The five-foot-nine, 216-pound professional wrestler from Cornwall won the Ottawa-based league's most coveted title Saturday at the Stormont County Fair in Newington.
There was plenty of hype surrounding the fight.
Berry vowed on social media that his wrestling career was over if he lost to his opponent Joshua James, the eight-month reigning champion.
To his fans' delight, the retirement party has been cancelled.
"There is no bigger reward in this business than being the face of a company," said Berry. "Being a champion represents all of the sacrifices, hard work, and hardships you’ve put in."
And during his 10 years of fighting in wrestling rings throughout Ontario and Quebec, Berry has endured plenty of all three.
By no means was James an easy target. He’s had the privilege of working with World Wrestling Entertainment legends several times.
Berry claimed the same glimpse of fame in 2012 for a WWE Raw and SmackDown taping.
He noted that BTPW is the longest consistent running pro wrestling organization in all of eastern Ontario with a span of 11-plus years.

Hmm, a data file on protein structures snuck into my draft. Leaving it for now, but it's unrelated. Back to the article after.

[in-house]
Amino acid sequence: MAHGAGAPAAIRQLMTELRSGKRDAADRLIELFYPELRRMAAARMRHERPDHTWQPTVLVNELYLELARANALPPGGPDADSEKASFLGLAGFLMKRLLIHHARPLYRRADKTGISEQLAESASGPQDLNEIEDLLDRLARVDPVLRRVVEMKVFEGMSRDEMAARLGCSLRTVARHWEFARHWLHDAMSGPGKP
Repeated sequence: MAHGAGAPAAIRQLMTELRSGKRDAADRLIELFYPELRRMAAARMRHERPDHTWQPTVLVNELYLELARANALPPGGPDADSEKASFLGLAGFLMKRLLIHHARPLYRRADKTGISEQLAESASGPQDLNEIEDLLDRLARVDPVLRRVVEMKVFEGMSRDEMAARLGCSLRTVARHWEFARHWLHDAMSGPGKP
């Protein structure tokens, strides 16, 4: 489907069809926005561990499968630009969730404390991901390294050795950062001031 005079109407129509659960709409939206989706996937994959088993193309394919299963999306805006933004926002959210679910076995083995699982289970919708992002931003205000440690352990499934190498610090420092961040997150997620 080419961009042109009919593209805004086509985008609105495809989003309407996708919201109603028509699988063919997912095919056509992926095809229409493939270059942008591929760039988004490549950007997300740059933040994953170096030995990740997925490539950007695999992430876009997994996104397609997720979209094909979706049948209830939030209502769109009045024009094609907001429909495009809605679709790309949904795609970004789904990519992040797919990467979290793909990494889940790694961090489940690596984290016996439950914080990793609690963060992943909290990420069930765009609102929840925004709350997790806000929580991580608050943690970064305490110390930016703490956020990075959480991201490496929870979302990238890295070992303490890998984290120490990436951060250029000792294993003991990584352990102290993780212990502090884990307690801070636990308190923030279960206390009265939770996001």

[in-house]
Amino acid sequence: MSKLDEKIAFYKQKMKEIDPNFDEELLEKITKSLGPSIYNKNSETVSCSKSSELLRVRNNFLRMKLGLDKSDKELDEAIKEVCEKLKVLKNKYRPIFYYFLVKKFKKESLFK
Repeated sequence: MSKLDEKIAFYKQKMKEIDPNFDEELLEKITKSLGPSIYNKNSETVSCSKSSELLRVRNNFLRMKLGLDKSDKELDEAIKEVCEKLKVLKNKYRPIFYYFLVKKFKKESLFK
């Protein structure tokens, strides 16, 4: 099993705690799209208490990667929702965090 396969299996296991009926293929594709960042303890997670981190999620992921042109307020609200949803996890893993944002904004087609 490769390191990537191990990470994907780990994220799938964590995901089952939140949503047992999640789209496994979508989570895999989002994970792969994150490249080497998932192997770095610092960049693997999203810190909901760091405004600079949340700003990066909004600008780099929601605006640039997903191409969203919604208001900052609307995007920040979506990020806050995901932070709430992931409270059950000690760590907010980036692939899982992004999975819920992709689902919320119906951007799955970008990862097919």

With all the cuts, bumps, and bruises, Berry was glad to dispel any myths about wrestling's legitimacy.
“Pro wrestling is choreographed, not fake,” he said. “Even though we fall into the entertainment category, there are more injuries annually in pro wrestling than any other sport.”
Berry was trained by wrestling legend Jacques ‘The Mountie’ Rougeau.
Since making his debut with BTPW in early 2012, he has competed in countless main event matches and has defeated most of its top competitors.
Berry’s rise comes at a time when Cornwall’s wrestling scene has taken a nosedive.
As he climbs regional ranks, Mecca Pro Wrestling, a league Berry founded, has been put on the back burner.
Canadian Grand Prix Wrestling (CGPW) is also no longer hosting events in Cornwall.
Berry will be making his first title defense on Friday, October 3, in Metcalfe, Ontario.